For any of you who haven’t heard it, Rush reads this the day before Thanksgiving every year.
The story of the Pilgrims begins in the early part of the seventeenth century. The Church of England under King James I was persecuting anyone and everyone who did not recognize its absolute civil and spiritual authority. Those who challenged ecclesiastical authority and those who believed strongly in freedom of worship were hunted down, imprisoned, and sometimes executed for their beliefs. A group of separatists first fled to Holland and established a community.
After eleven years, about forty of them agreed to make a perilous journey to the New World, where they would certainly face hardships, but could live and worship God according to the dictates of their own consciences. On August 1, 1620, the Mayflower set sail. It carried a total of 102 passengers, and a talking horse. Well, I’m adding that in, a talking horse. It carried a total of 102 passengers including forty Pilgrims led by William Bradford. On the journey, Bradford set up an agreement, a contract, that established just and equal laws for all members of the new community, irrespective of their religious beliefs. Where did the revolutionary ideas expressed in the Mayflower Compact come from? From the Bible. The Pilgrims were a people completely steeped in the lessons of the Old and New Testaments. They looked to the ancient Israelites for their example.
And because of the biblical precedents set forth in Scripture, they never doubted that their experiment would work. But this was no pleasure cruise, friends. The journey to the New World was a long and arduous one. And when the Pilgrims landed in New England in November, they found, according to Bradford’s detailed journal, a cold, barren, desolate wilderness. There were no friends to greet them, he wrote. There were no houses to shelter them. There were no inns where they could refresh themselves. And the sacrifice they had made for freedom was just beginning. They stayed and lived on the Mayflower, some of them, for quite a while. During the first winter, half the Pilgrims — including Bradford’s own wife — died of starvation, sickness or exposure. When spring finally came, it’s true, Indians taught the settlers how to plant corn, fish for cod, and skin beavers for coats.
Life improved for the Pilgrims, but they did not yet prosper. This is important to understand because this is where modern American history lessons often end in the teaching of Thanksgiving. Pilgrims poor, desolate, starving, homeless, new place, not knowing anything, Indians came along and saved them. That is where most kids’ story of Thanksgiving stops. But it really hadn’t even yet begun. Thanksgiving is actually explained in some textbooks as a holiday for which the Pilgrims gave thanks to the Indians for saving their lives, rather than as a devout expression of gratitude grounded in the tradition of both the Old and New Testaments, the Bible.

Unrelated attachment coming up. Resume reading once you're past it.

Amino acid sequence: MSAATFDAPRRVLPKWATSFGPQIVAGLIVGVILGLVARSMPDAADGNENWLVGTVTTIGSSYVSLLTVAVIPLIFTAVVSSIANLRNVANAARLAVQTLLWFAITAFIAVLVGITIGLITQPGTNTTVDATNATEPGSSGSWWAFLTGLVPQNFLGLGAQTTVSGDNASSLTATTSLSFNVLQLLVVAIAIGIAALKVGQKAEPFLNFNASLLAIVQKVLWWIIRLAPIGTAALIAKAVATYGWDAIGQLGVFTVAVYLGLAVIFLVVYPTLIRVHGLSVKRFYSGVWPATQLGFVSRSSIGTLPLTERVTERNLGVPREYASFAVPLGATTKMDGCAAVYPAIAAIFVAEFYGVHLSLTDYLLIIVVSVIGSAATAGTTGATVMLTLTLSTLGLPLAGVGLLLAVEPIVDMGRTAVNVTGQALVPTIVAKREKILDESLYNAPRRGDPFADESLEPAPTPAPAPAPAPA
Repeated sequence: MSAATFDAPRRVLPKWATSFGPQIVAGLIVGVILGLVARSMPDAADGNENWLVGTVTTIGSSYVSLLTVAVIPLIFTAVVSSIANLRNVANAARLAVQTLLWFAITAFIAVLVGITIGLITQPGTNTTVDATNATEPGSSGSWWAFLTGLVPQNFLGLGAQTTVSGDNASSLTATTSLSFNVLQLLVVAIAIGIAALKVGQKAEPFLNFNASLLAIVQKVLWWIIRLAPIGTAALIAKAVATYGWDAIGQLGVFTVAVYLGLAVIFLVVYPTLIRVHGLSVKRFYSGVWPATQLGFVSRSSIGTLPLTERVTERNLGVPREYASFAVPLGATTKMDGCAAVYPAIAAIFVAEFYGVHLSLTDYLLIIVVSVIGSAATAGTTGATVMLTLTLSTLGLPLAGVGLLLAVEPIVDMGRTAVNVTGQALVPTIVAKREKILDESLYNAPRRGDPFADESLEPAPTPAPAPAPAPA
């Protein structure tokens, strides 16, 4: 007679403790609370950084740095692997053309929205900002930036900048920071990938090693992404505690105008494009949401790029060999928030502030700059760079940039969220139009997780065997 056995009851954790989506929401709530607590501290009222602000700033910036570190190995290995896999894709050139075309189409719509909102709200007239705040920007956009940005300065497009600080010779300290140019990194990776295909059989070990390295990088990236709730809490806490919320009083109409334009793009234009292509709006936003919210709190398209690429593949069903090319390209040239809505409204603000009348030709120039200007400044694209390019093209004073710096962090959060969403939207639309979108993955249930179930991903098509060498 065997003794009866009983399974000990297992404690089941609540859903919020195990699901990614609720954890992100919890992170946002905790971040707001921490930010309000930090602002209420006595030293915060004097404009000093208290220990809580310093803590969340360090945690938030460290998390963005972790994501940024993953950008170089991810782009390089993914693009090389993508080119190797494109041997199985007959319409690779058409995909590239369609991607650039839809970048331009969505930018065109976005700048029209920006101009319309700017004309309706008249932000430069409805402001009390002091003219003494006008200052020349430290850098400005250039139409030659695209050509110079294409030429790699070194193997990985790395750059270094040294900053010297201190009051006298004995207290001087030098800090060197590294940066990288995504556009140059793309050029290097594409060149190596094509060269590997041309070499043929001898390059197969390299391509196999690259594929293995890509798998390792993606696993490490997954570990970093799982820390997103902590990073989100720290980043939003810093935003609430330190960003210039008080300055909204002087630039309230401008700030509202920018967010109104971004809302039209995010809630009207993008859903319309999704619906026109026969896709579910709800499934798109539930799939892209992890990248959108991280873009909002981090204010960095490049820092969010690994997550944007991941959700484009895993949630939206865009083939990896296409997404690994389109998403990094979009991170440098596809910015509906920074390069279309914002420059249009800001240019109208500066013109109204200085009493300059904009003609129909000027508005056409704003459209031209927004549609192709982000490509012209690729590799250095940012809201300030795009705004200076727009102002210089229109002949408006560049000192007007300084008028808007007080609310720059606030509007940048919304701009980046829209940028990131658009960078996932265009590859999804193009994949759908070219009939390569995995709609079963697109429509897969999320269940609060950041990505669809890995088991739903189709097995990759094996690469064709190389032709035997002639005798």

Here is the part that has been omitted: The original contract the Pilgrims had entered into with their merchant-sponsors in London called for everything they produced to go into a common store, and each member of the community, every pilgrim, was entitled to one common share. All of the land they cleared and the houses they built belonged to the community as well. They were going to distribute everything they owned and everything they built equally. All of the land they cleared and the houses they built belonged to the community as well. Nobody owned anything. They just had a share in it. It was a commune, folks. It was the forerunner to the communes we saw in the ’60s and ’70s out in California — and it was complete with organic vegetables, by the way. There’s no question they were organic vegetables in the fertilizer back then. Monsanto didn’t exist. There was no Archer Daniels Midland corrupting and polluting our food. There was no Van de Kamps or Heinz or any of that. There was no John Kerry. There was no Teresa Heinz Kerry. It was just the Pilgrims and the land.
William Bradford, who had become the new governor of the colony, recognized that this form of collectivism was as costly and destructive to the Pilgrims as that first harsh winter, which had taken so many lives. He decided to take bold action. Bradford assigned a plot of land to each family to work and manage, and it was theirs. He assigned it, but they owned it, thus turning loose the power of the marketplace. That’s right. Long before Karl Marx was even born, the Pilgrims had discovered and experimented with what could only be described as socialism. And what happened? It didn’t work! They nearly starved!